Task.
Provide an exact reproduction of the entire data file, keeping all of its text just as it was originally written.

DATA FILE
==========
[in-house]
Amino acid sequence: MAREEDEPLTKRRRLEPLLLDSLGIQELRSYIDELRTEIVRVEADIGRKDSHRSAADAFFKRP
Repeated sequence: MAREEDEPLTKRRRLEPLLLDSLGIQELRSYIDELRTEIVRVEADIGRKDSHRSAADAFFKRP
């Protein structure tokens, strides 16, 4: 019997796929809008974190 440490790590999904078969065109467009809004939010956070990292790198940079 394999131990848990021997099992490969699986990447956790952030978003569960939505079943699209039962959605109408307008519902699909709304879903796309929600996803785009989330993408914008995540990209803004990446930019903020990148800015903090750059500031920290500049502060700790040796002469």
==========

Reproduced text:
[in-house]
Amino acid sequence: MAREEDEPLTKRRRLEPLLLDSLGIQELRSYIDELRTEIVRVEADIGRKDSHRSAADAFFKRP
Repeated sequence: MAREEDEPLTKRRRLEPLLLDSLGIQELRSYIDELRTEIVRVEADIGRKDSHRSAADAFFKRP
């Protein structure tokens, strides 16, 4: 019997796929809008974190 440490790590999904078969065109467009809004939010956070990292790198940079 394999131990848990021997099992490969699986990447956790952030978003569960939505079943699209039962959605109408307008519902699909709304879903796309929600996803785009989330993408914008995540990209803004990446930019903020990148800015903090750059500031920290500049502060700790040796002469």